For more information, contact

Christi Cassidy, +1-505-986-1142

Help Wanted: Book Publishing Welcomes a New Breed of Talent

Good News and Advice to Graduating College Seniors

New York, NY – May 11, 2011 – There is good news for graduating college seniors. For those who love books and want to go into book publishing, there are jobs to be had. According to Publishers Weekly publisher Cevin Bryerman, “Not only traditional jobs, but jobs for digital editors and apps-writers and digital IT techies.” With sales of tablets and smartphones unceasing, Bryerman predicts there will be an even greater call for tech-savvy talent in the world of books.

“E-books are booming,” says Bryerman, who notes that fully ten percent of major publishers’ revenues are now derived from sales of e-books. One year from now, he expects that number to double, to twenty percent of revenues. Will this trend plateau at some point? Bryerman is doubtful. “It will only continue to trend upward,” he says.

This does not, however, bode ill for graduates who prefer traditional publishing and printed books. There is a wealth of opportunity within the industry for traditionalists.

Bryerman recommends that new job-seekers use all their resources, including Publishers Weekly’s recently launched JobZone job board, available for free and with no log-in required on the Publishers Weekly Web site. Publishers’ Web sites, he notes, offer another ripe opportunity where publishers frequently post their entry-level openings. Tried-and-true networking and word-of-mouth augment classified postings.

Sarah Gold, senior feature editor and head of internships at Publishers Weekly, concurs. “Internships, whether paid or unpaid, are a good way to see the process of publishing from the inside; to demonstrate your skills, dedication and ability to work well with others; to gain experience of working in an office; and to make contacts that could lead to a full-time job.”

Contacts are especially important whether seeking traditional or nontraditional publishing work. In Gold’s experience, there seem to be fewer entry-level editorial jobs than in the past, because of massive layoffs a few years ago; in that context, contacts become all the more vital.

Adult-education and summer publishing courses, some of which run only two weeks, show initiative and seriousness of purpose to potential employers. Bryerman, who gives nearly a half-dozen talks per year at colleges, universities and trade events, says the future of publishing depends now more than ever on technologically adept employees. Even those with a bent toward social media can carve out a space that was once not so long ago reserved for unpaid interns.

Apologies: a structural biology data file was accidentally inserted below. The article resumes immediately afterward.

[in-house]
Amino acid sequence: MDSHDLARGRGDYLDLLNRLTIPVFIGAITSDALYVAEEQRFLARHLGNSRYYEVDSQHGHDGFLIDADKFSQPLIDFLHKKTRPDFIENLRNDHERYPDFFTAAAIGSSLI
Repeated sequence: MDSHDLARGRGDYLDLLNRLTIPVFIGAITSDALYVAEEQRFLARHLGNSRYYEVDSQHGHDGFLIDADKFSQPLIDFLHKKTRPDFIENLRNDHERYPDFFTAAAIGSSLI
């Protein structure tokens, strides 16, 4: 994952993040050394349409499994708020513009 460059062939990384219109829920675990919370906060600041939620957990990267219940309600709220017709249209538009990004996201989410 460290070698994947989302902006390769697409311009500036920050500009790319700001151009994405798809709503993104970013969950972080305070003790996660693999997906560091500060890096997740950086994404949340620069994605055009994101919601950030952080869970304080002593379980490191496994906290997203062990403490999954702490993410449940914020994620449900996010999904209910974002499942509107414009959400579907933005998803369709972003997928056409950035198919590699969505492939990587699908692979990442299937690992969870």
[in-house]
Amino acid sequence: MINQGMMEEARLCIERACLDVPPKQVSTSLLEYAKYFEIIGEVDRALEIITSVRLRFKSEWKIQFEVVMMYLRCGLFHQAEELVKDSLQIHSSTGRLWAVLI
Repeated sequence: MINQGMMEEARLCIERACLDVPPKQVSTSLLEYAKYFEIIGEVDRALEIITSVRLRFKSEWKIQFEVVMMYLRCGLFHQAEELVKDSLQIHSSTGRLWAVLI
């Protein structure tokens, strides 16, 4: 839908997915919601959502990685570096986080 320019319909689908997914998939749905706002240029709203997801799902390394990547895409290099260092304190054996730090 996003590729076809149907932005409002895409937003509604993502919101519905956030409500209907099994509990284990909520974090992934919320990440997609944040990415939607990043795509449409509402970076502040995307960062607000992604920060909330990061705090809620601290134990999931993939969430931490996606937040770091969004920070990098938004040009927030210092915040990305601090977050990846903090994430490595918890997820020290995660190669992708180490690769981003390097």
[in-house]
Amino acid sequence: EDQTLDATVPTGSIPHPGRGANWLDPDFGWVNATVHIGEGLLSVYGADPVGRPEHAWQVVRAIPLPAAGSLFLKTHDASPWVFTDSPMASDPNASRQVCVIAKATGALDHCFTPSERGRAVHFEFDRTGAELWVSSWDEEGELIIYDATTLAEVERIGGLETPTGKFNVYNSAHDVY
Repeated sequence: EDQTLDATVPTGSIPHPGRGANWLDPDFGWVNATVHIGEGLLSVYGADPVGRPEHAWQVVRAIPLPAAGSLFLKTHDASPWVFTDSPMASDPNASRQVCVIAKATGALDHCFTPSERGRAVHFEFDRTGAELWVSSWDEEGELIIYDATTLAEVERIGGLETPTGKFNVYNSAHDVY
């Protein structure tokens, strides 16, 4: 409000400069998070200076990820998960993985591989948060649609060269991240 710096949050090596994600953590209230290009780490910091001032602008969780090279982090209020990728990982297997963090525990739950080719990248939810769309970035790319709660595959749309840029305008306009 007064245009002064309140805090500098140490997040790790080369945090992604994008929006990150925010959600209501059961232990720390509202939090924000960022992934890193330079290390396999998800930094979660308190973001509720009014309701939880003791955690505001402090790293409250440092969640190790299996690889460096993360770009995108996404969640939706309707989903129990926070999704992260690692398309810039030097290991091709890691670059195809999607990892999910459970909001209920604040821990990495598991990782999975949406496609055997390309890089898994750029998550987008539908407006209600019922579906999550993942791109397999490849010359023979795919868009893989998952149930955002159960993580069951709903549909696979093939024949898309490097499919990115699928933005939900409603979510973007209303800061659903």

“All entry-level employees should have qualifications in digital technology,” Bryerman says. “With even a modicum of experience in digital technology, college graduates can find a place in book publishing.” He adds, “And don’t rule out moving to Seattle or elsewhere outside of New York.” On PW’s JobZone alone, there are at least twenty-five new job postings per month, and at times nearly half of those are located outside book publishing’s traditional mecca. “The book-publishing industry welcomes, and certainly needs, new talent as the industry transitions into digital.”

Bryerman is on the advisory board of Pace University in New York. He has taught at the University of Michigan and as part of the New England Publishing Association. Most recently, he was the keynote speaker at The English Language Publishers Association of Quebec’s 2011 annual general meeting (AGM) in Montreal.

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For more information, or to schedule an interview with Cevin Bryerman, contact Christi Cassidy, +1-505-986-1142, or e-mail

About Publishers Weekly

Publishers Weekly (PW) is the international newsmagazine of the book publishing industry and was founded in 1872 and published continuously since then. In addition to the weekly trade magazine, PW publishes five newsletters, including PW Daily, four blogs, a robust Web site, a mobile edition and an eponymous app. Publishers Weekly reviews more than 8,000 books each year, in addition to featuring author interviews and news about bookselling, marketing, merchandising and the publishing trade, along with regular columns on rights, people in publishing and bestsellers.

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